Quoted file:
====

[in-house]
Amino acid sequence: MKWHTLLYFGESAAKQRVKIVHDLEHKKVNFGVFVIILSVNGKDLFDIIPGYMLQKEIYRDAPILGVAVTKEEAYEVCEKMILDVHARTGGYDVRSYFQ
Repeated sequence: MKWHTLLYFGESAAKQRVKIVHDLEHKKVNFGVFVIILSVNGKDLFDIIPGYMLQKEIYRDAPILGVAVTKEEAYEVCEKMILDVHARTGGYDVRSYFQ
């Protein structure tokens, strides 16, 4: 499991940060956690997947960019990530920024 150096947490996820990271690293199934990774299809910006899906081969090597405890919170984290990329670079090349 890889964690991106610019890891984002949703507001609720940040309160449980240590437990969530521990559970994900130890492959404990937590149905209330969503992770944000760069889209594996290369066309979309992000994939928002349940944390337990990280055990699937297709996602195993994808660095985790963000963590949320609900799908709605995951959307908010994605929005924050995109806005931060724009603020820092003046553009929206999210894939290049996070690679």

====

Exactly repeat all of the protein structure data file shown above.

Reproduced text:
[in-house]
Amino acid sequence: MKWHTLLYFGESAAKQRVKIVHDLEHKKVNFGVFVIILSVNGKDLFDIIPGYMLQKEIYRDAPILGVAVTKEEAYEVCEKMILDVHARTGGYDVRSYFQ
Repeated sequence: MKWHTLLYFGESAAKQRVKIVHDLEHKKVNFGVFVIILSVNGKDLFDIIPGYMLQKEIYRDAPILGVAVTKEEAYEVCEKMILDVHARTGGYDVRSYFQ
């Protein structure tokens, strides 16, 4: 499991940060956690997947960019990530920024 150096947490996820990271690293199934990774299809910006899906081969090597405890919170984290990329670079090349 890889964690991106610019890891984002949703507001609720940040309160449980240590437990969530521990559970994900130890492959404990937590149905209330969503992770944000760069889209594996290369066309979309992000994939928002349940944390337990990280055990699937297709996602195993994808660095985790963000963590949320609900799908709605995951959307908010994605929005924050995109806005931060724009603020820092003046553009929206999210894939290049996070690679």